Uganda has vaccinated thousands of health workers against Ebola to counter the spread of the deadly virus from its neighbour Democratic Republic of Congo, the health ministers of both countries said on Wednesday.
A growing outbreak of Ebola in the Beni region of eastern DRC, just 50km from the Ugandan border, has claimed some 268 lives among a total of 453 cases, according to figures released Tuesday from the DRC health ministry.
Uganda, which last month announced the plan to roll out the vaccinations for frontline health workers over fears the virus could spread, said on Wednesday that it had already given the precautionary treatment to 3 000 people "because we are worried".
"We have not waited for the first case to arrive. The vaccination is continuing," said Ugandan Health Minister Jane Ruth Aceng, at a joint briefing with her Congolese counterpart Oly Ilunga in Goma.
Thousands of people cross the 15 border points between the two countries, particularly on midweek market days, she added.
Giving an update on DRC's own vaccine drive, Ilunga said authorities had given the treatment to some 38 000 people.
"If there were no vaccines, half of those would have developed the illness, we would be at tens of thousands of victims and of deaths," he estimated.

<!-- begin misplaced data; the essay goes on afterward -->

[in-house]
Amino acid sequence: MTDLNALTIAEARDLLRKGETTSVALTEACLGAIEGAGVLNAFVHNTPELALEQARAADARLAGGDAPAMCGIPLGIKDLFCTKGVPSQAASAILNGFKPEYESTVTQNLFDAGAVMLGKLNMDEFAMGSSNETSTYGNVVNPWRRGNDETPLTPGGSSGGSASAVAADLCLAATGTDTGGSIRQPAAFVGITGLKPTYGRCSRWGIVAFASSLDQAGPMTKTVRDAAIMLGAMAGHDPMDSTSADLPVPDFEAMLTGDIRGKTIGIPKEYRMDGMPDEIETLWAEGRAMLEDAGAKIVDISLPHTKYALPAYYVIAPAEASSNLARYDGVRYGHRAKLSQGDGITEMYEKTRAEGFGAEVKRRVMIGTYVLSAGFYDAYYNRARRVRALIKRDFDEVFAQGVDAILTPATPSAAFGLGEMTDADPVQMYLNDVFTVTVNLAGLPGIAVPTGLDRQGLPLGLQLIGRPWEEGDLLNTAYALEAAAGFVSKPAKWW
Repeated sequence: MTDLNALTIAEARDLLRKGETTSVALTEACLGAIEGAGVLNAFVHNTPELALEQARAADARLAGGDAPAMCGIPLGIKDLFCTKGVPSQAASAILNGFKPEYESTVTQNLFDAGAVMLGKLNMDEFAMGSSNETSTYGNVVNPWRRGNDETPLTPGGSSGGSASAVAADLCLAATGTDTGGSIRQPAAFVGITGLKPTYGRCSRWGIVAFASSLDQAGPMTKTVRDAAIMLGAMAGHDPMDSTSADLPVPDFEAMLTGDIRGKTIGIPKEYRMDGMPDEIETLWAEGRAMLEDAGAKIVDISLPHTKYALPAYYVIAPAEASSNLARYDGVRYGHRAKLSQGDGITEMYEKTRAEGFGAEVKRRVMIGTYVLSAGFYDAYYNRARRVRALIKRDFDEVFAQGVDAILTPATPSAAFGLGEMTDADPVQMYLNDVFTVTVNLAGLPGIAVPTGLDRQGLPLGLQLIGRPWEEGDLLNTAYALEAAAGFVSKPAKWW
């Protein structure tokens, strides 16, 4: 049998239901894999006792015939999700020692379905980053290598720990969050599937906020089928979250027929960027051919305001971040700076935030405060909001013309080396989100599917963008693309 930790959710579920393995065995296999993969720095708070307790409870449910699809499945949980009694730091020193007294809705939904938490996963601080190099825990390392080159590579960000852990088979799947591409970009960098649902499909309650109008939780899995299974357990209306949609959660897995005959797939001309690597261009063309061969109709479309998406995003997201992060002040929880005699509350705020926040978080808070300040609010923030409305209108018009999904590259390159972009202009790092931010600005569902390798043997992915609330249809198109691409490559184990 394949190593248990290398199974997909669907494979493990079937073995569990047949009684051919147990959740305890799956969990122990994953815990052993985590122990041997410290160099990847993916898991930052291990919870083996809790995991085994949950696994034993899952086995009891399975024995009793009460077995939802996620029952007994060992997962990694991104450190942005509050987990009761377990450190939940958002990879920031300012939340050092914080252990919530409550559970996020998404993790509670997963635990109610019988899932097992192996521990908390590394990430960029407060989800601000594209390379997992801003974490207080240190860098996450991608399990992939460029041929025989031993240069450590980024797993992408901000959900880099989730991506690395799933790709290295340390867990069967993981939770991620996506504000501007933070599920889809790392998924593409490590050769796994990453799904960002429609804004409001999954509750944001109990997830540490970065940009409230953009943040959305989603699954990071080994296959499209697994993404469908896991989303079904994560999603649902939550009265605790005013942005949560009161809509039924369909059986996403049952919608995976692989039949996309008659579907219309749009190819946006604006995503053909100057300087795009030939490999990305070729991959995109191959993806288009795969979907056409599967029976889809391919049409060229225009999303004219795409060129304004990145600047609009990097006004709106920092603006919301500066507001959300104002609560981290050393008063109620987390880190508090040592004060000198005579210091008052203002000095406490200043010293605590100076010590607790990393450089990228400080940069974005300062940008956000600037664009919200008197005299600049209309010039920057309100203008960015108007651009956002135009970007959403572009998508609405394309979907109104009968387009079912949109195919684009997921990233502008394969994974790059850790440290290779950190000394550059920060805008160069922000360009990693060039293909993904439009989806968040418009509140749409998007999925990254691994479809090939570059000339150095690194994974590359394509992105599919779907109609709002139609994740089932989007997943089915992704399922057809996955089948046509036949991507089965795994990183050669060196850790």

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Eastern DRC is ravaged by decades of inter-ethnic bloodshed and militia violence, hampering the response to the Ebola outbreak, which is testing a large UN peacekeeping mission deployed in the country.
DRC last month kicked off campaigning for a crucial December 23 election to choose a successor to President Joseph Kabila, who has constitutionally remained in power as caretaker leader even though his second and final elected term ended nearly two years ago.
Ilunga said each polling station in the affected areas would have an area for disinfection and to check temperatures.
"During the entire epidemic we have not shut down social life. The markets are open, the schools are open, the churches have not closed," he said.
"We think that the organisation of the elections are not an additional risk."